The Wood Ant (Formica rufa) in Nottinghamshire
 
The Wood Ants are among the UK's largest Ants. However, the common name of Wood Ant, is often generalised by the authors of books and websites and can actually refer to three very similar species, following the extinction of a fourth UK species.
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Wood Ants are extremely well organised insects and well known for their large, conspicuous nests, often reaching over a metre in height. These 'cities' are constructed from plant debris, including Pine needles and small twigs etc, which are layered together to form a dense, weather-proof thatch.

A single nest can contain up to 400,000 workers, which are very defensive and will spray formic acid in defence of the nest, but this is actually not as bad as it sounds. Occasionally, several nests may be interconnected, effectively forming one large colony. Nest entrance holes are opened during the day and sealed again at night to maintain the optimal internal temperature and humidity within the nest.

Collectively, Formica rufa colonies represent one of the major predators and scavengers of woodland insects, but also feed extensively on Aphid honeydew. However, they can be detrimental to species diversity found within woodland, by taking large numbers of invertebrates and their larvae.

 
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National distribution of the UK's four species of Wood Ant

The accompanying three UK distribution maps have been generated from the NBN Gateway. We've not included the distribution map for the now extinct Formica pratensis.

Formica rufa (Southern Wood Ant) is confined to England and Wales, where it is still locally common. In northern and eastern areas of England, there is evidence of a reduction in range over recent years. Although not given any national rarity status, the loss and fragmentation of sites through agricultural and urban development, or poor woodland management, are strongly believed to have led to the decline in Formica rufa across much of it's range. Found in deciduous, mixed and coniferous woodlands; occasionally on scrub heath.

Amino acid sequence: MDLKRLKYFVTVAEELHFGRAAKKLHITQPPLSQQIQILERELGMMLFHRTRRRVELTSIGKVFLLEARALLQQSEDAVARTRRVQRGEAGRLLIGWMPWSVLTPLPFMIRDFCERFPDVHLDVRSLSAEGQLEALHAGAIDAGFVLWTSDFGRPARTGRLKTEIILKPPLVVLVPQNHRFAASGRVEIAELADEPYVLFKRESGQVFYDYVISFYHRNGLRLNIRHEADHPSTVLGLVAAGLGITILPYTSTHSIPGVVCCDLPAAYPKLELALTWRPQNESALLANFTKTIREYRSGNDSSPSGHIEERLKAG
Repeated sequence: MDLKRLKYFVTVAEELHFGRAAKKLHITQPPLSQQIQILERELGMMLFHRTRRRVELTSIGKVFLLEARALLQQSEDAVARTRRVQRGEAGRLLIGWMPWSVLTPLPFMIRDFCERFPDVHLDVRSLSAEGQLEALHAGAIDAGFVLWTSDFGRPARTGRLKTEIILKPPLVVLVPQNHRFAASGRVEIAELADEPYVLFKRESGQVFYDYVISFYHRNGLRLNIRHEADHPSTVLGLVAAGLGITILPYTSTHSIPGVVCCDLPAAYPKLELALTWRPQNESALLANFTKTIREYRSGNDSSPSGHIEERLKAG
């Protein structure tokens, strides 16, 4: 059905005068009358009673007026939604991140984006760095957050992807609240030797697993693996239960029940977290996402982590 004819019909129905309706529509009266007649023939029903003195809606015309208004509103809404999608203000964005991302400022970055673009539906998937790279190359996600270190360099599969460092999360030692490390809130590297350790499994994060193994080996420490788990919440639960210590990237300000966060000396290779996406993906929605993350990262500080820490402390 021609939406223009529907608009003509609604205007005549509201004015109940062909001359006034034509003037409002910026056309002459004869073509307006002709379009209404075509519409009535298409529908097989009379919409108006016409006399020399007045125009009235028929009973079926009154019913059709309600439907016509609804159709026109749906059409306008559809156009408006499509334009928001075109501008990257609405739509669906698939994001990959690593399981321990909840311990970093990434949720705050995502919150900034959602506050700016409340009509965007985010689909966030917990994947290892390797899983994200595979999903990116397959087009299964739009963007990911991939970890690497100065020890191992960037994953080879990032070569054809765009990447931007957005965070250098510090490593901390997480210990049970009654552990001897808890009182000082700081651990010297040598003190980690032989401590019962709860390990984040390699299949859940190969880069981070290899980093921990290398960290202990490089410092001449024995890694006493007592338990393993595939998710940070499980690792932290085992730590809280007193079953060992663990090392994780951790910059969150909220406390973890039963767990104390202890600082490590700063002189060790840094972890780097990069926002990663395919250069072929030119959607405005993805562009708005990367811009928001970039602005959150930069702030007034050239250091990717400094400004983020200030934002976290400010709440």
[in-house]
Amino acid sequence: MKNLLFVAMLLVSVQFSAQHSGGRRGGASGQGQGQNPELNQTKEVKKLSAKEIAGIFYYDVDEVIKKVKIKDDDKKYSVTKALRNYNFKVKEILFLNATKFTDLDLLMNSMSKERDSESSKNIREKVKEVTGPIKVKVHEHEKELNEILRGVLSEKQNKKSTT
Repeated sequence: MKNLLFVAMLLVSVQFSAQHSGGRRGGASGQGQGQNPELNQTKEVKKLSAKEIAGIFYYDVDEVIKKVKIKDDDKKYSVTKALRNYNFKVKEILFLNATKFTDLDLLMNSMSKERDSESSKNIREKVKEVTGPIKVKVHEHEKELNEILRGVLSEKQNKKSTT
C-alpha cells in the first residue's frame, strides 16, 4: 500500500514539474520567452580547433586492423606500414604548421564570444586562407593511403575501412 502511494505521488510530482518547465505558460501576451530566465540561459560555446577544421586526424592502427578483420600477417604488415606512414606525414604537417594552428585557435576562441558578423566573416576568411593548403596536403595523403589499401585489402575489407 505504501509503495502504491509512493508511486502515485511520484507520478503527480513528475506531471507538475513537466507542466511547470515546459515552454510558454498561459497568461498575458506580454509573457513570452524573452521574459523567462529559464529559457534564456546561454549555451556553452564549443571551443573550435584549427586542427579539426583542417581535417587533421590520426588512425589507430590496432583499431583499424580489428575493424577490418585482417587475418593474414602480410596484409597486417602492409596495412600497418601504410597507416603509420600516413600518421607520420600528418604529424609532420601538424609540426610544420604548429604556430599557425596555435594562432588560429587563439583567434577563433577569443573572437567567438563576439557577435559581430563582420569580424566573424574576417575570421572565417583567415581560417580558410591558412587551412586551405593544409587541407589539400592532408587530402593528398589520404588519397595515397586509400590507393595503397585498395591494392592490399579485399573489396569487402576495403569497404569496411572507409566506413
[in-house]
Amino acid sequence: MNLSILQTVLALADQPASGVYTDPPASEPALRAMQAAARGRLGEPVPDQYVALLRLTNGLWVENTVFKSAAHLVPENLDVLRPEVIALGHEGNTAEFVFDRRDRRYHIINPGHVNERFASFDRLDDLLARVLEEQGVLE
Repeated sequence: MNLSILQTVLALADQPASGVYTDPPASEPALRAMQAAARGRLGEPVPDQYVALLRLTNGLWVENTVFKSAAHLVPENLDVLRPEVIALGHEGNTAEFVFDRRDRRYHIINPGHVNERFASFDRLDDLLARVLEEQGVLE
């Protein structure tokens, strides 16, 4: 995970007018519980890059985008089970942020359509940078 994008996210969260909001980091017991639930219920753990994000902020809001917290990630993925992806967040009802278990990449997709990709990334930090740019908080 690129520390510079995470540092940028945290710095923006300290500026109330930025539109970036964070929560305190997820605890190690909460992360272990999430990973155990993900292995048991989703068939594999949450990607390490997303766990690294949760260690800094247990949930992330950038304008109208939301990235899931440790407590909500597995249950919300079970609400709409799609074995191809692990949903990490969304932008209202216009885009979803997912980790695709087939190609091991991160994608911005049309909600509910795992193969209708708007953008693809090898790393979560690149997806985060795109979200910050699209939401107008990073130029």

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UK distribution of Formica rufa   UK distribution of Formica lugubris
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Formica lugubris (Hairy Wood Ant) is found as far south as Derbyshire and Radnorshire. Its range overlaps with Formica rufa in northern Britain and north Wales and with Formica aquilonia in Scotland. Found in both deciduous and coniferous woodland, also in more open areas away from trees.

There is one Nottinghamshire record from Wollaton dating from 1975. We have no current information regarding this Ant's continuing presence at this site, but it must be considered as being doubtful whether it still occurs there at all.

Formica aquilonia (Scottish Wood Ant) is totally restricted to the Scottish Highlands and two localities in Co. Armagh in Ireland. National status Nb. This Ant is associated with undisturbed Caledonian pine forest and areas of mature Birch.

Formica pratensis (Black-backed Meadow Ant) has only been recorded only from the Bournemouth area and Dorset heathland near Wareham, but became extinct in the late 1980's and there have been no further records since. It is still found on the Channel Islands. Used to occur in dry scrub heathland, woodland, meadows, hedgerows and grassy roadsides.

 
    UK distribution of Formica aquilonia
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Nottinghamshire distribution of Formica rufa

In Nottinghamshire, Formica rufa is restricted to one area of strictly private woodland in the east of the county near Girton. This information can be accessed easily via the NBN Gateway, so there seems little point in us not publishing it here.

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  When we went to look for it in late March 2009, we easily found several rather inconspicuous nests situated in Bracken along the tree-line of a central clearing. We did not conduct a thorough search of the site, but did look for it at the Nottinghamshire Wildlife Trust's Spalford Warren reserve with negative results.

There are very few suitable sites north of Newark where it would be worth looking for further colonies, so it does seem as though this definitely is the only Nottinghamshire site.

Like many invertebrates, it would not be unreasonable to have expected that Formica rufa was once relatively common. Yet it seems to have always had a restricted distribution in Nottinghamshire at least. J.W. Carr lists it as being "common in the Fir woods about Thorney and Wigsley" (Carr) and also at Mansfield in 1912 (Staunt).

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The distribution of Formica rufa in counties adjacent, or near to Nottinghamshire seems just as unusual. The NBN Gateway lists very few sites and there are large distances between sites in Nottinghamshire, Lincolnshire, South Yorkshire, Leicestershire and Derbyshire. Such large distances between sites, leaves little chance of range expansion in the future and with suitable sites becoming increasingly more isolated through agriculture and urbanisation, this impressive Ant may continue to decline in parts of the UK.
 
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